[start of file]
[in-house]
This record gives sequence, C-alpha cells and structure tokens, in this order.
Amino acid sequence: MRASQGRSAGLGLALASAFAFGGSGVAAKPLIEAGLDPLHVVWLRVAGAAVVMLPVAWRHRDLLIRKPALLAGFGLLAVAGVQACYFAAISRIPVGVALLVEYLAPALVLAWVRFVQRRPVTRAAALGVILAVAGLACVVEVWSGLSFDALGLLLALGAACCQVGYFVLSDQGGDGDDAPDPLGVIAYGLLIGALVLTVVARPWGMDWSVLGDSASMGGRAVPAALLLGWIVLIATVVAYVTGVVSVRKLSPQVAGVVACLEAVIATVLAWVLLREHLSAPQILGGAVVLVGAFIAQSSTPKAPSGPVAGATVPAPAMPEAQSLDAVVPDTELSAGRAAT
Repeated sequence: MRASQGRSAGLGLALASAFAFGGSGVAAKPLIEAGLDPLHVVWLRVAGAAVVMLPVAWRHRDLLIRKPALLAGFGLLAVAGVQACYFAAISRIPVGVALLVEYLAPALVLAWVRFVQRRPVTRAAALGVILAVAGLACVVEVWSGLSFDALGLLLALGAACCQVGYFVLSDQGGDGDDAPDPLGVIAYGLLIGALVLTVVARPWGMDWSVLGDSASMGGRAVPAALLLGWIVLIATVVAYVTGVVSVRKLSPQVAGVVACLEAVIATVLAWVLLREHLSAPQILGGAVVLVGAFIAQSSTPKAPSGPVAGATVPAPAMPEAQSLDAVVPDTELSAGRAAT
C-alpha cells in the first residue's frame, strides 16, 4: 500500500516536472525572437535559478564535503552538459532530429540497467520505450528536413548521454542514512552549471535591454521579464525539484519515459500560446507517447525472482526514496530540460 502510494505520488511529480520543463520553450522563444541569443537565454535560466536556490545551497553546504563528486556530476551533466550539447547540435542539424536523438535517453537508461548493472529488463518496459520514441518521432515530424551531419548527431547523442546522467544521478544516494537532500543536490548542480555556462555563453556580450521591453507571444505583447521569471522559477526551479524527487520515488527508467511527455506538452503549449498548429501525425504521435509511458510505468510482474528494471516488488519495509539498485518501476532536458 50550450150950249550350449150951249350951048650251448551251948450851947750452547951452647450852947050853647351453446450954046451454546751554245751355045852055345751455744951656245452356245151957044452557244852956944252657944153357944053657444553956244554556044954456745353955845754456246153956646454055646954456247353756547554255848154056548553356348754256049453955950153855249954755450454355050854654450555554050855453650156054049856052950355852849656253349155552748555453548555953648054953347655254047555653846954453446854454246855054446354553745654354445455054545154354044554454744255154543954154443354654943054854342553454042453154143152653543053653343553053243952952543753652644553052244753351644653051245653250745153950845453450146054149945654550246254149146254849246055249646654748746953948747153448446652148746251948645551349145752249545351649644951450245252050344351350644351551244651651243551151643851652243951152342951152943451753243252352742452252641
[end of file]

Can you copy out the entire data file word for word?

[in-house]
This record gives sequence, C-alpha cells and structure tokens, in this order.
Amino acid sequence: MRASQGRSAGLGLALASAFAFGGSGVAAKPLIEAGLDPLHVVWLRVAGAAVVMLPVAWRHRDLLIRKPALLAGFGLLAVAGVQACYFAAISRIPVGVALLVEYLAPALVLAWVRFVQRRPVTRAAALGVILAVAGLACVVEVWSGLSFDALGLLLALGAACCQVGYFVLSDQGGDGDDAPDPLGVIAYGLLIGALVLTVVARPWGMDWSVLGDSASMGGRAVPAALLLGWIVLIATVVAYVTGVVSVRKLSPQVAGVVACLEAVIATVLAWVLLREHLSAPQILGGAVVLVGAFIAQSSTPKAPSGPVAGATVPAPAMPEAQSLDAVVPDTELSAGRAAT
Repeated sequence: MRASQGRSAGLGLALASAFAFGGSGVAAKPLIEAGLDPLHVVWLRVAGAAVVMLPVAWRHRDLLIRKPALLAGFGLLAVAGVQACYFAAISRIPVGVALLVEYLAPALVLAWVRFVQRRPVTRAAALGVILAVAGLACVVEVWSGLSFDALGLLLALGAACCQVGYFVLSDQGGDGDDAPDPLGVIAYGLLIGALVLTVVARPWGMDWSVLGDSASMGGRAVPAALLLGWIVLIATVVAYVTGVVSVRKLSPQVAGVVACLEAVIATVLAWVLLREHLSAPQILGGAVVLVGAFIAQSSTPKAPSGPVAGATVPAPAMPEAQSLDAVVPDTELSAGRAAT
C-alpha cells in the first residue's frame, strides 16, 4: 500500500516536472525572437535559478564535503552538459532530429540497467520505450528536413548521454542514512552549471535591454521579464525539484519515459500560446507517447525472482526514496530540460 502510494505520488511529480520543463520553450522563444541569443537565454535560466536556490545551497553546504563528486556530476551533466550539447547540435542539424536523438535517453537508461548493472529488463518496459520514441518521432515530424551531419548527431547523442546522467544521478544516494537532500543536490548542480555556462555563453556580450521591453507571444505583447521569471522559477526551479524527487520515488527508467511527455506538452503549449498548429501525425504521435509511458510505468510482474528494471516488488519495509539498485518501476532536458 50550450150950249550350449150951249350951048650251448551251948450851947750452547951452647450852947050853647351453446450954046451454546751554245751355045852055345751455744951656245452356245151957044452557244852956944252657944153357944053657444553956244554556044954456745353955845754456246153956646454055646954456247353756547554255848154056548553356348754256049453955950153855249954755450454355050854654450555554050855453650156054049856052950355852849656253349155552748555453548555953648054953347655254047555653846954453446854454246855054446354553745654354445455054545154354044554454744255154543954154443354654943054854342553454042453154143152653543053653343553053243952952543753652644553052244753351644653051245653250745153950845453450146054149945654550246254149146254849246055249646654748746953948747153448446652148746251948645551349145752249545351649644951450245252050344351350644351551244651651243551151643851652243951152342951152943451753243252352742452252641